On a hopeful note, in 2014 the Mollies pack suffered greatly from mange. The following year they had completely recovered, naturally and on their own, and today they are one of the healthiest packs in the Yellowstone. (Source)

This 10-month old wolf pup of the Lamar Canyon pack has been finding a way to survive while suffering from mange during Yellowstone’s winter. Our Wild Side group was able to get a good look at the effects of this disease today and, while heartwrenching to see, the good news is that he looks a bit better than earlier sightings this season.

Photograph by Leo Leckie 
About Leo Leckie

A life-long student of the natural world, I’ve been attending the dynamic classroom that is Yellowstone National Park year-round since 2010. My teachers and mentors are the myriad animate and inanimate species and forms who share their stories and insights daily.  Research areas of specialization include Wolves, Badgers, Bears, Geography and Geology.


On the trail of the wolf, Europe’s much maligned and misunderstood predator

Source When Poland banned wolf hunting, numbers doubled. But now animal scientists fear that politicians could turn back the clockBy Alex Duval Smith Friday 8 January 2016 

Robert Mysłajek stops dead. Between two paw prints on a muddy mountain track, the scientist finds what he is looking for. “Scats!’’ he enthuses. Wolf sightings are so rare that a flash of faeces marks a good day, even for a seasoned tracker.
But it is getting easier. There are now an estimated 1,500 wolves in Poland. The number has doubled in 15 years. Wolves are – along with the brown bear, the lynx and the wolverine – Europe’s last large predator carnivores. Conservationists from Britain, Germany and the Netherlands are beating a path here to find out how the country has saved this protected species, slandered even in fairytales.
Bits of bone and hair protrude from the precious black faeces. “It ate a red deer,’’ says the University of Warsaw biologist. “In my lab, I can tell you all about this wolf – not only its diet, but its gender, sexual habits, age, state of health and family connections.’’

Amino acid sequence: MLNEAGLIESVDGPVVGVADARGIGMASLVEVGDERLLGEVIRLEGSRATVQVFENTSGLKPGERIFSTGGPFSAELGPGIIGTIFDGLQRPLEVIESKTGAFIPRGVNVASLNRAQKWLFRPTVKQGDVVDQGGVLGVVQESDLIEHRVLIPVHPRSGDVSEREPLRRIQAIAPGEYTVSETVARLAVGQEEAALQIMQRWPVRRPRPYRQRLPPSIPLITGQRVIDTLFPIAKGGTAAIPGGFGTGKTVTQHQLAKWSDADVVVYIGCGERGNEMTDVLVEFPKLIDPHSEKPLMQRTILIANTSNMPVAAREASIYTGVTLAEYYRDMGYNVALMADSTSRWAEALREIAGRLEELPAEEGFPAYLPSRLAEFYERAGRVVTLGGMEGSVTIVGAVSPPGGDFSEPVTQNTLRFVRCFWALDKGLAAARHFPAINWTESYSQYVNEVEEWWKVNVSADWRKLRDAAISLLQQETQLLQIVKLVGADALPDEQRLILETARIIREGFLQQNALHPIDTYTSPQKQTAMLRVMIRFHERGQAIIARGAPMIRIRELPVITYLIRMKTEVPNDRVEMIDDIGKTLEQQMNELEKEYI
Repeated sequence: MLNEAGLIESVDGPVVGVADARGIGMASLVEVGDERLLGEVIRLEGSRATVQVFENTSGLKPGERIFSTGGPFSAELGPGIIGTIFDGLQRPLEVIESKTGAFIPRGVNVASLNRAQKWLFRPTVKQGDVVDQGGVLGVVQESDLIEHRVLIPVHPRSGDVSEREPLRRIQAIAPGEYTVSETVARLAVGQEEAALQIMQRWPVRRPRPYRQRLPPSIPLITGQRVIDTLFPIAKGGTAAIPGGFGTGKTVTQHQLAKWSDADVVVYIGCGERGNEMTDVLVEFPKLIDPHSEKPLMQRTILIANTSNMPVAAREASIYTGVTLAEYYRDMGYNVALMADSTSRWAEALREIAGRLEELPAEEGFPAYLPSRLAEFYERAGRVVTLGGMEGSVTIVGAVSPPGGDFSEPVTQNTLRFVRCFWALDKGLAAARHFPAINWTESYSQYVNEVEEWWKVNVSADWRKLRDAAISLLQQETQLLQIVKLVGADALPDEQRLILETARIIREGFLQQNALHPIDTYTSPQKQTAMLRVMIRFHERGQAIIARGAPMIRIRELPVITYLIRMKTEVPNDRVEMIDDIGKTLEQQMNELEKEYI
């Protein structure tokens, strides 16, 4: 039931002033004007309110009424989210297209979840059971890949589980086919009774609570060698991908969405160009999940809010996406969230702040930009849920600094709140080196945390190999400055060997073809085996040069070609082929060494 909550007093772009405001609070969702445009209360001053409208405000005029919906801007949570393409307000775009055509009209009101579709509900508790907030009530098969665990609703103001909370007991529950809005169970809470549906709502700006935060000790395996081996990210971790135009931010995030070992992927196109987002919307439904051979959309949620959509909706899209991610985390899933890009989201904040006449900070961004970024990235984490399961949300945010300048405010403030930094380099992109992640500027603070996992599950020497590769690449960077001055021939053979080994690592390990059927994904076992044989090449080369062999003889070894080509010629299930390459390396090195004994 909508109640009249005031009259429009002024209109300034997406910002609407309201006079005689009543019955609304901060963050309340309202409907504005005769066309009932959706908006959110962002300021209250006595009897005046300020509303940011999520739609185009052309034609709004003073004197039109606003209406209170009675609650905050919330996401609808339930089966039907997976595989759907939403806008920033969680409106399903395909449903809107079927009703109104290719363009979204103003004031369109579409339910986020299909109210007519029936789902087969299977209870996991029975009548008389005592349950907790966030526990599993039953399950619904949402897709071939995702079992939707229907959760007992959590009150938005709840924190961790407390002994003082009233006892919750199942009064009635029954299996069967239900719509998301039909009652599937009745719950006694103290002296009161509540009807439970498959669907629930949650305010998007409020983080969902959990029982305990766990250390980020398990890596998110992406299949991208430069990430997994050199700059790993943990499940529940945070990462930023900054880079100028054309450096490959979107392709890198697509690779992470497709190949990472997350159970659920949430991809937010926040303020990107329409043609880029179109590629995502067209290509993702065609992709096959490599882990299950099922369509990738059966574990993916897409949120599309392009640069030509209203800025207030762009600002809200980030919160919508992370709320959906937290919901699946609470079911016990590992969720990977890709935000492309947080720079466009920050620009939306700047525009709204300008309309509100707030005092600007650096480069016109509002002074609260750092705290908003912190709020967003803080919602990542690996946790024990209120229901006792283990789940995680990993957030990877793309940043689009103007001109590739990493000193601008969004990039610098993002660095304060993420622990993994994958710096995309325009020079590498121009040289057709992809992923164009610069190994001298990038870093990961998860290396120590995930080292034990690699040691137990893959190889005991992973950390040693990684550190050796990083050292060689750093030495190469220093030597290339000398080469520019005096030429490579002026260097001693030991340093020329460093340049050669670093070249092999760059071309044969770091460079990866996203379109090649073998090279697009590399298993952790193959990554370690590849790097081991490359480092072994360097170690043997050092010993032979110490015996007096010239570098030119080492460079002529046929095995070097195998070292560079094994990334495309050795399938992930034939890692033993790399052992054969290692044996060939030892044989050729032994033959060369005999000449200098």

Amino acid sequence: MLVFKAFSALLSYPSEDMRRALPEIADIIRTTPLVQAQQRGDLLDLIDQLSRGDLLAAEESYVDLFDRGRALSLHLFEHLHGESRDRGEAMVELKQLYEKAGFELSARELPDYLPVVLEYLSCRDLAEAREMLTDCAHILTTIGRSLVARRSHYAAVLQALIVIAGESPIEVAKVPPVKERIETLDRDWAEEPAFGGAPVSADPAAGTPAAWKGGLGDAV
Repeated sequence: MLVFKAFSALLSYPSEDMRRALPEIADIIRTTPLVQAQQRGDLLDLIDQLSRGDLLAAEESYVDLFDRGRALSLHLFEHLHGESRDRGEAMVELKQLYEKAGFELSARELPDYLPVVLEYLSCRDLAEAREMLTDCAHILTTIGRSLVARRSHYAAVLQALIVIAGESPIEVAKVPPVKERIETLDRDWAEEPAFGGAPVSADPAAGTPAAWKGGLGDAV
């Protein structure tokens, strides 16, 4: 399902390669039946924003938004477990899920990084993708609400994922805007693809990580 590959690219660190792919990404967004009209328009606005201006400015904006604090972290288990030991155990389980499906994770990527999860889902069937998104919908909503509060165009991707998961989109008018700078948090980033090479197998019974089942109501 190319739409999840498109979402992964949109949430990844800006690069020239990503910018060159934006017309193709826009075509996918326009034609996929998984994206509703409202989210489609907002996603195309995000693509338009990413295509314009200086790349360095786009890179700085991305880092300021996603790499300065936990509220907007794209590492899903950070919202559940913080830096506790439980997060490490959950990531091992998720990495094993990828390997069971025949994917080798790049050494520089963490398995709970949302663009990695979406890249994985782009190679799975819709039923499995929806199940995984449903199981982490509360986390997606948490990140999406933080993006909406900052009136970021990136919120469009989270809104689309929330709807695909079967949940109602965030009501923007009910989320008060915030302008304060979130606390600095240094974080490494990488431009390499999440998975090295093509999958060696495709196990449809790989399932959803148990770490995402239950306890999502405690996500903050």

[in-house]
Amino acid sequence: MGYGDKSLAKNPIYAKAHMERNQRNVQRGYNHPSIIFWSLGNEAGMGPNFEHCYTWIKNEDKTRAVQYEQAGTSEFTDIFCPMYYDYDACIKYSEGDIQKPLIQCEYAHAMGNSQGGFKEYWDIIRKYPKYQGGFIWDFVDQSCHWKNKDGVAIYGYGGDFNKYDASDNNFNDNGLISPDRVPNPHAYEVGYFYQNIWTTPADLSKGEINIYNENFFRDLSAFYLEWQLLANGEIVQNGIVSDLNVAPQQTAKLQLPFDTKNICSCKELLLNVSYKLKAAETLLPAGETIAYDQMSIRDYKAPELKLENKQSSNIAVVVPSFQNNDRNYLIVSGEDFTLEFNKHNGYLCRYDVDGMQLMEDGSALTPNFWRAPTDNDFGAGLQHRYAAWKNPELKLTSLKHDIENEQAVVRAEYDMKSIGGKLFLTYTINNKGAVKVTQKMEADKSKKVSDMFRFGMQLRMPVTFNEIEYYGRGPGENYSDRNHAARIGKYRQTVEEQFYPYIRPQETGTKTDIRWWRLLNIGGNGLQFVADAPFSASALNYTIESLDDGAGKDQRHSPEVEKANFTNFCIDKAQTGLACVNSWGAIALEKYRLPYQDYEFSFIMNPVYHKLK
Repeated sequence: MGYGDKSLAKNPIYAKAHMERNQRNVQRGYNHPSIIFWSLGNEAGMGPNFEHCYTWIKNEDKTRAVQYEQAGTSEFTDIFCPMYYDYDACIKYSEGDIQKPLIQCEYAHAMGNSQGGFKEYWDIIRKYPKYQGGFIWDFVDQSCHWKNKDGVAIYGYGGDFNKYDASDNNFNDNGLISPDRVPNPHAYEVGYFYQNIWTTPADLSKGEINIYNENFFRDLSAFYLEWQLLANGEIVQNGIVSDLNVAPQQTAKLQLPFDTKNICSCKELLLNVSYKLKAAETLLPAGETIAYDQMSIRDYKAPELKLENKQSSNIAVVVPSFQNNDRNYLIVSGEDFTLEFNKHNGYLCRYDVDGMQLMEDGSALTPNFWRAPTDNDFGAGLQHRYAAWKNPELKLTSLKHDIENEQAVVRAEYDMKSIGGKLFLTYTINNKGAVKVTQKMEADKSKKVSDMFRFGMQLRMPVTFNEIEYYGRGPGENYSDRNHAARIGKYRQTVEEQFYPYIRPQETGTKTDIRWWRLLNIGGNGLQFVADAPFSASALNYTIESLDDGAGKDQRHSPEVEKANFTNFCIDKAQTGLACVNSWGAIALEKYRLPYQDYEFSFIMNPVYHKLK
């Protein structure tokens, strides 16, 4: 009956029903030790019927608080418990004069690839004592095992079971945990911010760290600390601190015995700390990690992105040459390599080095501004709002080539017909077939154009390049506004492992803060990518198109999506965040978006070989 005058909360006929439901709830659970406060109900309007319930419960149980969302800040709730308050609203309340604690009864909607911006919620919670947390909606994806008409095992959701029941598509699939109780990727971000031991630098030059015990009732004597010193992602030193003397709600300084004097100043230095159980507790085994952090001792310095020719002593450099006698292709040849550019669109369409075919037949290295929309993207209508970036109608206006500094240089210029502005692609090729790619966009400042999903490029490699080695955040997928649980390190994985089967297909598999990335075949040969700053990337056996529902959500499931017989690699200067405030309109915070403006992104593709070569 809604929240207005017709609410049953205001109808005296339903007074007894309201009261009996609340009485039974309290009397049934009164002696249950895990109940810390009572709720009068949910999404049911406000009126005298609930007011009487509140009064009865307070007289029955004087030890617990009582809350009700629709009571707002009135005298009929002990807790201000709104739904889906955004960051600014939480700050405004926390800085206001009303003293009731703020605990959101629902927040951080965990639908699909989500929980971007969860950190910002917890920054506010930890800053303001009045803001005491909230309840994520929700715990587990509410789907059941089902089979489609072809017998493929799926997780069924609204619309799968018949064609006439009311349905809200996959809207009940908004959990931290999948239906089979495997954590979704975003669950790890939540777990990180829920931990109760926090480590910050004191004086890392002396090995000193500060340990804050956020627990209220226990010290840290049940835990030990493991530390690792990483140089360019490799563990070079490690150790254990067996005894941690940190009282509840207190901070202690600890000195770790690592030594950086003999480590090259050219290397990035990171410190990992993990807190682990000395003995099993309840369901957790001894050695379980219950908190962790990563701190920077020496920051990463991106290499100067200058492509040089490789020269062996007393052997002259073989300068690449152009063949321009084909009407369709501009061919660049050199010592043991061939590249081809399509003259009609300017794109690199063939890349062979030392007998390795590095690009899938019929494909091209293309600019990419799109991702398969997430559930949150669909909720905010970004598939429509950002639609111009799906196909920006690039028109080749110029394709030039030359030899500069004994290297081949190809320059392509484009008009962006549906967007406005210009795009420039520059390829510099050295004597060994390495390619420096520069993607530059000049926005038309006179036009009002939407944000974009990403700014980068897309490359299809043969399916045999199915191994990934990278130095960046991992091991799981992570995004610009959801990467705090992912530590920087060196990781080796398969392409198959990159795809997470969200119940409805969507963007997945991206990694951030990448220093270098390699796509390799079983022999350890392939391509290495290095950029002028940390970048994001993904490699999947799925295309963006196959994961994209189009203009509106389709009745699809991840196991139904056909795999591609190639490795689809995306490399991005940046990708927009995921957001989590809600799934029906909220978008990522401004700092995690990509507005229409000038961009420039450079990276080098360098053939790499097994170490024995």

A grey wolf on the prowl in the Carpathian mountains of Poland. Photograph: Grzegorz Leśniewski/NiS/Minden Pictures/Corbis

DNA tests have established that Polish wolves are travellers. “One wolf reached the Netherlands, where unfortunately it was hit by a car. They have a tremendous range. They need space. The average territory required by a Polish pack is 250 sq km (96 sq miles),’’ said Mysłajek
“Is there any prospect of our ever being able to reintroduce wolves to Scotland?’’ asks student Alex Entwisle, 23, on a field trip to southern Poland from his college near Chippenham, Wiltshire. The animal science students have spent the day observing scat and paw prints in the spruce-clad Beskidy mountains of the Polish Carpathians.
They are more used to discussing the red ants of the New Forest than the current hot topic among advocates of rewilding: whether to reintroduce wolves to the British Isles for the first time since the 18th century
As the guest of a British charity, the Wolves and Humans Foundation, Mysłajek toured the Scottish Highlands in September and took questions from villagers about the Polish experience. “The big difference between Scotland and Poland is that we eat pork. We do not have many sheep here.
“The similarity is that we have a lot of ungulates – 300,000 red deer and more than 800,000 roe deer. In Poland we also have a massive overpopulation of wild boar – about 200,000 – and these are ravaging farmers’ cereal crops. Here, wolves are part of the solution,’’ he says.

The scientist, who is a familiar face on Polish television, says wolves are exceptional animals that are capable of moving up to 30km (18 miles) during a single hunt. “The Beskidy pack’’ – the one that left us the scat – “is a strong unit, eight or nine individuals. This year we have recorded five cubs, two yearlings and two adults.
“We track them using motion-activated cameras in the forest, and by following their prints in the mud and snow. In each family group, only one pair reproduces, once a year. All pack members care for the young with solidarity and devotion.’’